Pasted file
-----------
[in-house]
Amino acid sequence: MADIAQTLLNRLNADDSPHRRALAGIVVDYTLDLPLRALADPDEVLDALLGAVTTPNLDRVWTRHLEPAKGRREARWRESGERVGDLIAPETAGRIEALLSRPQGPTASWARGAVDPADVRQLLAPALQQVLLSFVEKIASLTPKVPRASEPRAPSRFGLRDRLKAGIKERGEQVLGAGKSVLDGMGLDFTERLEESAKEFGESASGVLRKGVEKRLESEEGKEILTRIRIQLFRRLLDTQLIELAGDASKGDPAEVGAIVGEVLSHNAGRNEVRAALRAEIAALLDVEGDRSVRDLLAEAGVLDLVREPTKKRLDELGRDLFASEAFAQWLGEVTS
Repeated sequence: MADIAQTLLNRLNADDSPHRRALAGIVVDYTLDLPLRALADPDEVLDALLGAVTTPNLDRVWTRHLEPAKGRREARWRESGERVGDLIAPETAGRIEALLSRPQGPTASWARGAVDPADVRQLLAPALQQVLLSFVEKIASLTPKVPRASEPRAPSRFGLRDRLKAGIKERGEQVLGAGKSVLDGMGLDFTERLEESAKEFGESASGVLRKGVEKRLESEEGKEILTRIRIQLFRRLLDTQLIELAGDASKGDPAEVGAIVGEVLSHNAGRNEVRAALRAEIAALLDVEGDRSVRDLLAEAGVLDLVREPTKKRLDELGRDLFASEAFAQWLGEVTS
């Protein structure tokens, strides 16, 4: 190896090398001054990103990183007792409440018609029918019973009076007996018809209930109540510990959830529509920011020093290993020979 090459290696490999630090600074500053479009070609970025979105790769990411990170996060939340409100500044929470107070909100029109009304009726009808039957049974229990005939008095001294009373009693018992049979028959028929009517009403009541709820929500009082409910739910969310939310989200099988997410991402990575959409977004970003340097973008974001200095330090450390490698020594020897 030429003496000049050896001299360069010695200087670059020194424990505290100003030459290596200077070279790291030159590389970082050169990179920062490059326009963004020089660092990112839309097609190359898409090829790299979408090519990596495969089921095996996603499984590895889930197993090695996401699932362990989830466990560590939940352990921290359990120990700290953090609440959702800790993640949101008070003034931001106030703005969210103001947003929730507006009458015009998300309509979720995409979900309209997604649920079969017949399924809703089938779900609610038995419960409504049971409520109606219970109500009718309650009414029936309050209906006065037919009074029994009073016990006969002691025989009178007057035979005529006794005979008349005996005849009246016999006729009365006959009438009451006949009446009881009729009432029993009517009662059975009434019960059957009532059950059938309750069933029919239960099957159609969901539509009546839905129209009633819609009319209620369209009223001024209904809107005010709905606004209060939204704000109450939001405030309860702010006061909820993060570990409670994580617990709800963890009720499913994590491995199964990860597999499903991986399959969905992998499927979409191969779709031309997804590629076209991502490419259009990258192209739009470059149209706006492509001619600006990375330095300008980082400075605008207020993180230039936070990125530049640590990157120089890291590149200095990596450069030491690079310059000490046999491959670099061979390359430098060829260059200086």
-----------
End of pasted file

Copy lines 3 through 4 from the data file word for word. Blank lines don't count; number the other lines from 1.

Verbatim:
Repeated sequence: MADIAQTLLNRLNADDSPHRRALAGIVVDYTLDLPLRALADPDEVLDALLGAVTTPNLDRVWTRHLEPAKGRREARWRESGERVGDLIAPETAGRIEALLSRPQGPTASWARGAVDPADVRQLLAPALQQVLLSFVEKIASLTPKVPRASEPRAPSRFGLRDRLKAGIKERGEQVLGAGKSVLDGMGLDFTERLEESAKEFGESASGVLRKGVEKRLESEEGKEILTRIRIQLFRRLLDTQLIELAGDASKGDPAEVGAIVGEVLSHNAGRNEVRAALRAEIAALLDVEGDRSVRDLLAEAGVLDLVREPTKKRLDELGRDLFASEAFAQWLGEVTS
């Protein structure tokens, strides 16, 4: 190896090398001054990103990183007792409440018609029918019973009076007996018809209930109540510990959830529509920011020093290993020979 090459290696490999630090600074500053479009070609970025979105790769990411990170996060939340409100500044929470107070909100029109009304009726009808039957049974229990005939008095001294009373009693018992049979028959028929009517009403009541709820929500009082409910739910969310939310989200099988997410991402990575959409977004970003340097973008974001200095330090450390490698020594020897 030429003496000049050896001299360069010695200087670059020194424990505290100003030459290596200077070279790291030159590389970082050169990179920062490059326009963004020089660092990112839309097609190359898409090829790299979408090519990596495969089921095996996603499984590895889930197993090695996401699932362990989830466990560590939940352990921290359990120990700290953090609440959702800790993640949101008070003034931001106030703005969210103001947003929730507006009458015009998300309509979720995409979900309209997604649920079969017949399924809703089938779900609610038995419960409504049971409520109606219970109500009718309650009414029936309050209906006065037919009074029994009073016990006969002691025989009178007057035979005529006794005979008349005996005849009246016999006729009365006959009438009451006949009446009881009729009432029993009517009662059975009434019960059957009532059950059938309750069933029919239960099957159609969901539509009546839905129209009633819609009319209620369209009223001024209904809107005010709905606004209060939204704000109450939001405030309860702010006061909820993060570990409670994580617990709800963890009720499913994590491995199964990860597999499903991986399959969905992998499927979409191969779709031309997804590629076209991502490419259009990258192209739009470059149209706006492509001619600006990375330095300008980082400075605008207020993180230039936070990125530049640590990157120089890291590149200095990596450069030491690079310059000490046999491959670099061979390359430098060829260059200086």